Reminder of 5th Japan-Russia Haiku Contest : Deadline is June 30
Dear Haiku Friends,
We are looking forward to your haiku for 5th Japan-Russia Haiku Contest, whose deadline is June 30.
Please check out the guidelines again on the website below.
Here in Akita, it is just June-like weather lasting these days, when I visited Kisakata(象潟) Basho visited on August 1, 1689, on his journey.
Basho and his party are said to have taken a boat out on the lagoon on Kisakata. They put in first 能因島 (Nohin jima), Nohin Island, where they called at the remains of the hut in which 能因(Nohin)(988-?), a waka poet, lived in seclusion for three years.
After that, Basho and his party left for the opposite shore, where they landed from their boat, and they saw the cherry tree that stands as a memento of 西行法師(Saigyo hoshi)(1118-1190), Saigyo. Then they called at the temple standing nearby. In those days it was called the Ebb-and-Flow-Pearls Temple(干満珠寺)(Kanman ju ji), which is now called 蚶満寺 (Kanman ji), the Kanman-Temple.
Here are photos and haiku about the present-day Kisakata.
Basho wrote about Kisakata in his travel diary The Narrow Road to Oku, 『おくのほそ道 (Oku no Hosomichi 』 .
鬼怒鳴門（キーン・ドナルド）, Donald Keene, translated the last part about Kisakata into English as follows:
Seated within the priests’ quarters of the temple, I rolled up the bamboo blinds and took in all at once the whole spectacle of Kisakata. To the south loomed Mount Chokai, supporting the heavens; its image was reflected in the water. To the west, one can see as far as Muyamuya Barrier; to the east, the road over the embankment leads to Akita in the distance. The sea is to the north. The place where the waves of the sea break into the lagoon is called Tide-Crossing. Kisakata is about two miles in either direction.
Kisakata resembles Matsushima, but there is a difference. Matsushima seems to be smiling, but Kisakata wears a look of grief. There is a sadness mingled with the silent calm, a configuration to trouble the soul.
Basho’s last lines might say that there is something woeful about Kisakata.
I wonder if Basho predicted that such a natural disaster as earthquake might occur in Kisakata in the future.
In fact, on July 10, 1804, a big earthquake occurred in Kisakata about 105 years after Basho’s visit there. The earthquake caused upheaval of ground by 2.4 meters. As a result, the lagoons were changed into dry land, most of which turns into paddy field.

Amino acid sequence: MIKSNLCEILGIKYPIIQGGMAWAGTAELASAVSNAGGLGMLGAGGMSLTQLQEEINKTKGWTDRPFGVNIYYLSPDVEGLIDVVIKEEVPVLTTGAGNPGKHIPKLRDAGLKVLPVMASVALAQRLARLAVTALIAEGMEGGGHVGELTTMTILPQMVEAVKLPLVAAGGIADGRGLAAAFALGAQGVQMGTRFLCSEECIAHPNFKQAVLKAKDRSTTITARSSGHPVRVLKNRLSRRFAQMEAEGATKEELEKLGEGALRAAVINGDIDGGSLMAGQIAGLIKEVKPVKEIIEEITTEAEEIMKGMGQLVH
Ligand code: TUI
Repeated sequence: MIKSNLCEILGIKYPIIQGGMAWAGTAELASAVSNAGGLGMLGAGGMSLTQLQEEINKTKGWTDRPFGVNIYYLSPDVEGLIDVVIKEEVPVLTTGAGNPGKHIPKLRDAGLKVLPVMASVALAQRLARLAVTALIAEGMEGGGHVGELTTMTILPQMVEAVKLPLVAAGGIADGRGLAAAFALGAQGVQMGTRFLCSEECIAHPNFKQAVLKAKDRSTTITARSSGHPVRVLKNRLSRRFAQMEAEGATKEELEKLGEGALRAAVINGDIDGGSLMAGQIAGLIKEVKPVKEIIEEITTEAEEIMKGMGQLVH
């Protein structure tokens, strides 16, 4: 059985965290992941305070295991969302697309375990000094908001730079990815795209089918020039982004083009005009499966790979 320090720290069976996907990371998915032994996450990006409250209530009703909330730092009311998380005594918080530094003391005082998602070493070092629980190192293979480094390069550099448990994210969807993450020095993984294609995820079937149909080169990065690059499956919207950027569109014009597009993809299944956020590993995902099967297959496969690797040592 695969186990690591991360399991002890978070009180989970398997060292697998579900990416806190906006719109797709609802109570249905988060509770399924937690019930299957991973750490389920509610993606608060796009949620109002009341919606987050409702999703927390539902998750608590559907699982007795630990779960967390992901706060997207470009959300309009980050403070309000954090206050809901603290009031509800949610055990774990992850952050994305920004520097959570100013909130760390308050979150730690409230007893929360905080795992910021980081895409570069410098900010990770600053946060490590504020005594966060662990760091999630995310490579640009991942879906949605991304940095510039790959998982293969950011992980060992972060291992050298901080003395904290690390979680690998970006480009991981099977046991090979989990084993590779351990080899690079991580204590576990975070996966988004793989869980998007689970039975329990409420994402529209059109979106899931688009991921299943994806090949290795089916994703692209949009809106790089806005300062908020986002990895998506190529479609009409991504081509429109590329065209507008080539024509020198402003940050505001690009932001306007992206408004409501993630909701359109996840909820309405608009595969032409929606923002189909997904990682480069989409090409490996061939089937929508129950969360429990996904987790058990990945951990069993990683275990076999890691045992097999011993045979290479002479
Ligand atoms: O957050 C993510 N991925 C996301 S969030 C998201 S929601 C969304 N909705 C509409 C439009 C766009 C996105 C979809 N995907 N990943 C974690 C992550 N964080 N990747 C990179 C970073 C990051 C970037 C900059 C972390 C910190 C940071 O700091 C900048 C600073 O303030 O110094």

Here are some excerpts of The Narrow Road to Oku, 『おくのほそ道 (Oku no Hosomichi 』, translated by鬼怒鳴門（キーン・ドナルド）, Donald Keene.
Here is a photo of 鬼怒鳴門（キーン・ドナルド）, Donald Keene, my haiku friend and me, taken at Embassy of Sweden in Tokyo, Japan.
Lastly, there are more information about Kisakata at the following website.
By Hidenori Hiruta
First of all, I tell you about the Earthday Haiku Contest.
2010 Bath Japanese Festival UK in association With Words (UK); Sketchbook Haiku Journal (USA); and Planetpals (Worldwide) are in partnership with the planet to bring the Earthday Haiku Contest.
They are also pleased to have the support of Akita International University; and International Haiku Spring Festival 2010 with Japanese festival director Hidenori Hiruta (Akita, Northern Honshu, Japan).
The contest is designed to combine the love of earth with the sheer simple fun of writing Japanese haiku in English!
We call it the “Kids Count for Earthday” Earthday Haiku Contest 2010. Kids will need to count 5-7-5 to create their Earthday haiku and help all of us to learn how to keep the planet clean and healthy!
The contest theme is “What Earthday means to you”.
The contest is open to individual students 7-20 years old.
Starting Date : April 22nd, 2010.
Ending Date: May 22nd, 2010
Contest rules are shown on the Internet at http://kidsearthdayhaiku.blogspot.com/.
You can also learn more about haiku and Earthday at this site.
Secondly, I refer to President Mineo Nakajima （中嶋嶺雄）at Akita International University（国際教養大学） in order to express a lot of thanks for the support of the Earthday Haiku Contest.
AIU President Mineo Nakajima is eminent as Ph.D., Sociology, The University of Tokyo, M.A., International Relations, The University of Tokyo, and B.A., China Studies, Tokyo University of Foreign Studies.
You will see what Dr. Nakajima has been doing as AIU President on the Internet at http://www.aiu.ac.jp.
Dr. Nakajima has also a clear understanding of haiku and feels a great love for haiku.
This is partly because his late father, Seiyo Nakajima （中嶋晴陽）, was one of the haiku poets in Japan.
In 1990, Dr. Nakajima compiled a book of haiku by his father, titled Seiyo Kushu (晴陽句集).
Let me show you its front cover page and the last haiku by Seiyo Nakajima.
Dr. Nakajima has written articles or essays on haiku for haiku journals or the newspapers, and has appeared in NHK TV program on haiku these days.
He also contributed the article of congratulations on the first issue of the yearly pamphlet by Akita International Haiku Network.
This is its front cover page, in which his article is shown:
In this article Dr. Nakajima presented haiku he wrote during his stay in Nara, when he went on a school trip in his junior high school days.
Sarusawa no hi no suzushisa o yado ni ite
Donald Keene, the ex- member of the President’s Advisory Board at AIU, kindly contributed his Japanese translation for Matsuo Basho’s haiku from ‘The Narrow Road to Oku ‘ by Matsuo Basho （ 「おくのほそ道」松尾芭蕉）.
Kisakata ya ameni Seishi ga nebu no hana
Seishi sleeping in the rain,
Wet mimosa blossoms.
Last of all, we sincerely hope that haiku will spread out to the world more because of its brevity and its coexistence with nature.
We also hope that more children and more young people will get interested in and love haiku through this Earthday Haiku Festival.
The next posting ‘Haiku by Students at AIU (Part 4)’ appears on May 1.
― Hidenori Hiruta